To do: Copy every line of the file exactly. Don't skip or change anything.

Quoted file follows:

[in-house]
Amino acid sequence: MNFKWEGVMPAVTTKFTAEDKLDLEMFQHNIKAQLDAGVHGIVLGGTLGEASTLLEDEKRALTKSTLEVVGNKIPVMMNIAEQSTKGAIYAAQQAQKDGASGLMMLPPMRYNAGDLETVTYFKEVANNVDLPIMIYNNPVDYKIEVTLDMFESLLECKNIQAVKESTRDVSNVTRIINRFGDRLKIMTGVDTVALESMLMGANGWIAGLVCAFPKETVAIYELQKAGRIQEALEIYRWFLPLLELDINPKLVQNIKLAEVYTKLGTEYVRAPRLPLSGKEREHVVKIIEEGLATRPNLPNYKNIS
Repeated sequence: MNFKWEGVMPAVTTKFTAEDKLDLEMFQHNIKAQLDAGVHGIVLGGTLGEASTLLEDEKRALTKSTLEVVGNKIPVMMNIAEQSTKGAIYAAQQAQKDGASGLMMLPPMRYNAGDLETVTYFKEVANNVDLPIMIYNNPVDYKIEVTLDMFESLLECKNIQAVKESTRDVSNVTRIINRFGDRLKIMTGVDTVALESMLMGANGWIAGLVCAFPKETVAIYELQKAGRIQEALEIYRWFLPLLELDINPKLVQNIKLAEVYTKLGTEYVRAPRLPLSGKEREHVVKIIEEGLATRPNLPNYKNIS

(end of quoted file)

[in-house]
Amino acid sequence: MNFKWEGVMPAVTTKFTAEDKLDLEMFQHNIKAQLDAGVHGIVLGGTLGEASTLLEDEKRALTKSTLEVVGNKIPVMMNIAEQSTKGAIYAAQQAQKDGASGLMMLPPMRYNAGDLETVTYFKEVANNVDLPIMIYNNPVDYKIEVTLDMFESLLECKNIQAVKESTRDVSNVTRIINRFGDRLKIMTGVDTVALESMLMGANGWIAGLVCAFPKETVAIYELQKAGRIQEALEIYRWFLPLLELDINPKLVQNIKLAEVYTKLGTEYVRAPRLPLSGKEREHVVKIIEEGLATRPNLPNYKNIS
Repeated sequence: MNFKWEGVMPAVTTKFTAEDKLDLEMFQHNIKAQLDAGVHGIVLGGTLGEASTLLEDEKRALTKSTLEVVGNKIPVMMNIAEQSTKGAIYAAQQAQKDGASGLMMLPPMRYNAGDLETVTYFKEVANNVDLPIMIYNNPVDYKIEVTLDMFESLLECKNIQAVKESTRDVSNVTRIINRFGDRLKIMTGVDTVALESMLMGANGWIAGLVCAFPKETVAIYELQKAGRIQEALEIYRWFLPLLELDINPKLVQNIKLAEVYTKLGTEYVRAPRLPLSGKEREHVVKIIEEGLATRPNLPNYKNIS